Saturday, August 27, 2005

History of Tibet

History of Tibet. This is an essay which covers the history of the Asian nation of Tibet.

Many claim that Tibet is currently under Chinese occupation. However, international law is clear on the point that the sovereignty and legitimacy of a government is based on international recognition. As such, China legally owns Tibet right now as not a single nation recognizes an independent Tibetan government. Whether this is moral is another story...

Unlike many areas which have active (and perhaps misguided) independence movements such as Hawaii, Texas, Scotland, Chechnya, Alaska, Okinawa, Nevis, Wake Island, etc., Tibet actually has a good claim for being a nation under occupation. There has never been a valid transfer of sovereignty from Tibet to China and it is possible that an independent Tibet may be able to get some international recognition in the future. But probably not as China is growing in power and I doubt any nation is going to want to annoy China on the behalf of the Dalai Lama.

From the site:

Little is known of the ancient history of Tibet, the first dynasty having been founded by the Indian prince Rupati; but the historical period begins at the end of the sixth century A.D., when the first king, Luntsang, made inroads to India. Luntsang's son is the celebrated Srong-tsang Gam-po, one of the great champions of Buddhism; in 639 he married Bribtsun, daughter of Ançuvarman, sovereign of Nepal, and in 641 the princess of Wen ch'eng, daughter of the Chinese emperor T'ai- tsung. Under their influence, the Tibetan prince gave a great extension to Buddhism in his empire; he founded in 639 Lhasa, formerly Lha-Idam where for centuries his heirs governed the country with the title of gialbo in Tibetan, and of tsanp'o in Chinese. The Tibetans were the allies of the Khalif of Bagdad and they invaded the Chinese provinces of Yun-nan, Sze-ch'wan and Kan-su, as far as Ch'ang ngan, capital of the T'ang emperors. The two most ancient historical edicts have been found by Dr. L.A. Waddell upon a lofty pillar of victory which stands at the foot of Potala Hill, under the castles of the ancient kings, now incorporated in the palace of the dalai lama; they date between A.D. 730 and 763, are the earliest historical Tibetan documents hitherto discovered, and throw a sidelight on the ancient history and geography of China. The eighth century is the culminating point of Tibetan power, which was destroyed when the Uighurs became the masters of the whole country between Peit'ing and Aksu.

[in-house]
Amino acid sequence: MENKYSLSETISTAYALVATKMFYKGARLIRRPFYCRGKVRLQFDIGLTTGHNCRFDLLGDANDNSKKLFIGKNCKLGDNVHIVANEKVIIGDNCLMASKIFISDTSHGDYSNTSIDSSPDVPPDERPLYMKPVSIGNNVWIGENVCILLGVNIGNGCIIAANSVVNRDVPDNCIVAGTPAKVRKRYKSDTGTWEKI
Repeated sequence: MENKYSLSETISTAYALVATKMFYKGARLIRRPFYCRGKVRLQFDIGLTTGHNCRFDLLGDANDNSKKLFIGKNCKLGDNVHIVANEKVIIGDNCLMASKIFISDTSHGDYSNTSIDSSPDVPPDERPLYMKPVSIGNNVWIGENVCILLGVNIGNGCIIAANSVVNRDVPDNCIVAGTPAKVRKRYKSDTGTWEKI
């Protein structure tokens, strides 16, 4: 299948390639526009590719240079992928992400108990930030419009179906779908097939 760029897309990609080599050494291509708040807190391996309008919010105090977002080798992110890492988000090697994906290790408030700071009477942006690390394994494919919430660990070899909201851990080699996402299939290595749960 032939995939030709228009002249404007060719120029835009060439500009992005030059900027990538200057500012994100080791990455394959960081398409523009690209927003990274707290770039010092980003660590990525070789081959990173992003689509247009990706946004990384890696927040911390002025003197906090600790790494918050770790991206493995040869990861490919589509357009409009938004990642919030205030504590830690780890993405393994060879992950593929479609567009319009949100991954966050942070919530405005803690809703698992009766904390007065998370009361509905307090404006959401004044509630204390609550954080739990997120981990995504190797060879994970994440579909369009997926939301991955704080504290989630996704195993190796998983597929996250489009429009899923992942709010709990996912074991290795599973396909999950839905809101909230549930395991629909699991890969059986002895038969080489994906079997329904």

During the eleventh century the priests of the Sakya Monastery began to be predominant in Tibet; they were called Hung Kiao, Red Church, on account of the colour of their garments and of their headgear. The laxness of their morals, the marriage of monks, and sorcery were the chief causes of the reform undertaken by Tsong K'apa or Je Rinpoch'e (b. at Amdo near Kuku-nor in 1358), founder of the Gelupa Sect, who adopted a yellow dress (hwang kiao), and obliged his followers to return to the religion of Buddha; he founded the monasteries of Gadan and of Sera, and died in 1418, having established the lamaist hierarchy. His successor, Gedundub, built the Monastery of Tashilumbo, which became in the seventeenth century the residence of the second lama, the panch'en rinpoch'é, which the first lama or Dalai Lama settled in 1641 to the west of Lhasa. The panch'en lama, Paldan-yeshes, died at Peking on the 27 Nov., 1780, during a visit to the Emperor of China. During the eighteenth century the Chinese Emperor, K'ien-lung, began to establish his supremacy over Tibet; already in 1725 two high Chinese commissioners had been appointed to control the temporal affairs of the country, and in the first moon of 1793 an imperial edict ordered that future Dalai Lamas were to be chosen from the names of children drawn from a "golden urn".

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